I usually pull up my calendar and look back and forth at every day to see what might be going on. Then I select the times I’m available, making sure that I’m not voting for too-early morning times and leaving time for when I run at lunch on Tuesdays and Thursdays.
Again, that’s it. You don’t have to click a submit button or do anything else—just close the window.
The experience is a little different for those who vote after the first person because they can see trends in the Group Availability grid on the right, as indicated by darker green blocks. In this fictional example, Josh is voting (note how I’ve switched his time zone to Central Standard Time), and he can see that he’s the fifth person to vote and that Friday from 11–12 AM his time is the leading hour-long contender. He can thus take that into account when specifying his availability.
What’s most important about this process is that it lets the group identify the best possible times without the organizer having to guess at them ahead of time. With Doodle, voting is enough of an effort that you try to guess at those times that are likely to work to reduce the number of voting clicks each person has to make. With When2Meet, voting is so easy that all times can be up for grabs, and the varying popularity of different blocks quickly becomes apparent.
Identify the Best Time in a When2Meet Event
The organizer of a When2Meet event isn’t special—they can’t adjust other people’s votes or close voting or anything else. But every event has an organizer who will likely take responsibility for declaring the winning time. In this case, since I’m scheduling an hour-long Zoom meeting and there’s only one hour-long block that four of five participants could make, that’s the obvious choice to pick and communicate to everyone.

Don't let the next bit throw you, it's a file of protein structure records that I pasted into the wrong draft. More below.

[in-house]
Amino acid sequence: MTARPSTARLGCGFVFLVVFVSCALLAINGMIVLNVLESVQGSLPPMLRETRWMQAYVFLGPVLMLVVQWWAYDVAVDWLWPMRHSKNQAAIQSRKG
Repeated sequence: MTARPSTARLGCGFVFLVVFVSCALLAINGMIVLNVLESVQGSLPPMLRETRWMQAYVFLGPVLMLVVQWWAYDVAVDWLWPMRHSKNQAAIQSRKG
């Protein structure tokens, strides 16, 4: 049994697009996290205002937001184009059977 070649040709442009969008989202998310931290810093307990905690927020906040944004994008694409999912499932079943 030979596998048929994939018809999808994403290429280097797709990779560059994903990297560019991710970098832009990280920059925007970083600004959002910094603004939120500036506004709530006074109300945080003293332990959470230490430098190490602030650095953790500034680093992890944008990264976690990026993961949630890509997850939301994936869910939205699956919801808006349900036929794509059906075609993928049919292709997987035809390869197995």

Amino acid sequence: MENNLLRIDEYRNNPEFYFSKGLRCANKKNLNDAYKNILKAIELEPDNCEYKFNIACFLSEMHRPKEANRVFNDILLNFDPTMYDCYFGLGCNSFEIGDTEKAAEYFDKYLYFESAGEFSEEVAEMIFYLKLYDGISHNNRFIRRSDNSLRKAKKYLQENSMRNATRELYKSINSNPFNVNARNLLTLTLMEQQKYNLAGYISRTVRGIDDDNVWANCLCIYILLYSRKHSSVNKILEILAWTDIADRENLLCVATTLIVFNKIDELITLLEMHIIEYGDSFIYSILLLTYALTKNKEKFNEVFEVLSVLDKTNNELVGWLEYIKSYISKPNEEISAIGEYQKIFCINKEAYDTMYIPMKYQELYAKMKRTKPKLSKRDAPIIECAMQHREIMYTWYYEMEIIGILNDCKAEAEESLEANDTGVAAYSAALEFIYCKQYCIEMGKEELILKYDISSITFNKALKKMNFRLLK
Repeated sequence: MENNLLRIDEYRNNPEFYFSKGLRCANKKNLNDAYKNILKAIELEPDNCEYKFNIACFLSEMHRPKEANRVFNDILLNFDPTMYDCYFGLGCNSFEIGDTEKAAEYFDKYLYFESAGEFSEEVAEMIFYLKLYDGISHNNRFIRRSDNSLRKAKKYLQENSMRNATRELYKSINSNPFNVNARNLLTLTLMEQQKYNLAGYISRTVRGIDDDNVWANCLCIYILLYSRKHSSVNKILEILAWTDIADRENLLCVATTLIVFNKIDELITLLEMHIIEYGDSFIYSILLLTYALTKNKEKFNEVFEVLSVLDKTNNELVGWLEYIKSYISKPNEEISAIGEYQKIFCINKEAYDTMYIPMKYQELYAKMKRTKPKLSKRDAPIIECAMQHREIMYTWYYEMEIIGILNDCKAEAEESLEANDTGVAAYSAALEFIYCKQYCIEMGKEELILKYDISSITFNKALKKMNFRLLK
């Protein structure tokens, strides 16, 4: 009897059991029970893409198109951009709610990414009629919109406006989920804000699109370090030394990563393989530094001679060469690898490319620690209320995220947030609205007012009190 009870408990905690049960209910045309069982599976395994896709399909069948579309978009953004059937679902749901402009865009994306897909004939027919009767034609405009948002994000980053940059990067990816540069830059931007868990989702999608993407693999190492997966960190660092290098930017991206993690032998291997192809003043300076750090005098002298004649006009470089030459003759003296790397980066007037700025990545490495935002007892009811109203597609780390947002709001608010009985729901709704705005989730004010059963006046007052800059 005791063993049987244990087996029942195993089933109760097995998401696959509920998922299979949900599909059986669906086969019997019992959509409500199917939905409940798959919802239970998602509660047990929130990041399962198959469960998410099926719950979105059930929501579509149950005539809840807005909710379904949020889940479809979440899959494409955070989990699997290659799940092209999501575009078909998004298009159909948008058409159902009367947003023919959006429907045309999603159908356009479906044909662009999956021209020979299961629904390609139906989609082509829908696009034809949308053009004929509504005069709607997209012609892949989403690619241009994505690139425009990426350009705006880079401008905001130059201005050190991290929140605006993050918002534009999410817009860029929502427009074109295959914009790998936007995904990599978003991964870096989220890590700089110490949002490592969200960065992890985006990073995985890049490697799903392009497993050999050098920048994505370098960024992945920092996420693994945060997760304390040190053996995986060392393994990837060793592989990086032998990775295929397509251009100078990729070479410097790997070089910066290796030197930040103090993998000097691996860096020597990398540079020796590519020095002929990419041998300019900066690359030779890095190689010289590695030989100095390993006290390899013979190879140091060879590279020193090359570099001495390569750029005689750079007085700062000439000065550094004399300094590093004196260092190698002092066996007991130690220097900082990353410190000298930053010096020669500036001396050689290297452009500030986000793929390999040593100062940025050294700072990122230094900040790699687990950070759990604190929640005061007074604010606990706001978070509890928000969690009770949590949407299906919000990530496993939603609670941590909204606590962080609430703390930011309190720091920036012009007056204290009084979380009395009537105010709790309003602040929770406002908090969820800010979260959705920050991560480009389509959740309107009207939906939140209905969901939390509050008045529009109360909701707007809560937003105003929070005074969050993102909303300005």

But what if there were multiple possibilities with the same number of votes? Or, as is often the case, what if some people are more important to have in the meeting than others? If the most popular option doesn’t include those people, you can’t go by color alone. Here’s the solution, and it’s something that any participant can do at any time.
Mouse over any block in the Group Availability grid on the right to make When2Meet display the list of who is and is not available on the left. As you can imagine, Tim Cook and Bill Gates are hard to pin down, so we’ll have to suffer with the fact that Tonya has a conflict for Friday from 12–1 PM.
And for a third time, I have to say, that’s it. Create an event, gather votes, pick a winning time, and you’re done.
The process could be faster if When2Meet guessed at possible times based on your calendar. However, that would require setting up an account and connecting your calendar, and then the developers would have to provide support for people who lost their passwords or whose accounts weren’t working and so on. Such integration wouldn’t be worth it—When2Meet is brilliantly lightweight now and does precisely what it promises—no more, no less.
I’ve used When2Meet entirely on the Mac, but in testing, it seems to work fine on an iPhone, albeit without a responsive display. It was easy enough to zoom the iPhone display in portrait orientation to vote and to see the Group Availability grid. Flipping the iPhone into landscape orientation made it possible to tap blocks and see who was available when.
When2Meet is free, but you can donate $5, $10, or $20 through PayPal if it’s valuable to you, as it has been for me, in time savings alone. If you’re trying to find the best time for a family Zoom call, a club’s committee meeting, or any similar scenario, give it a try.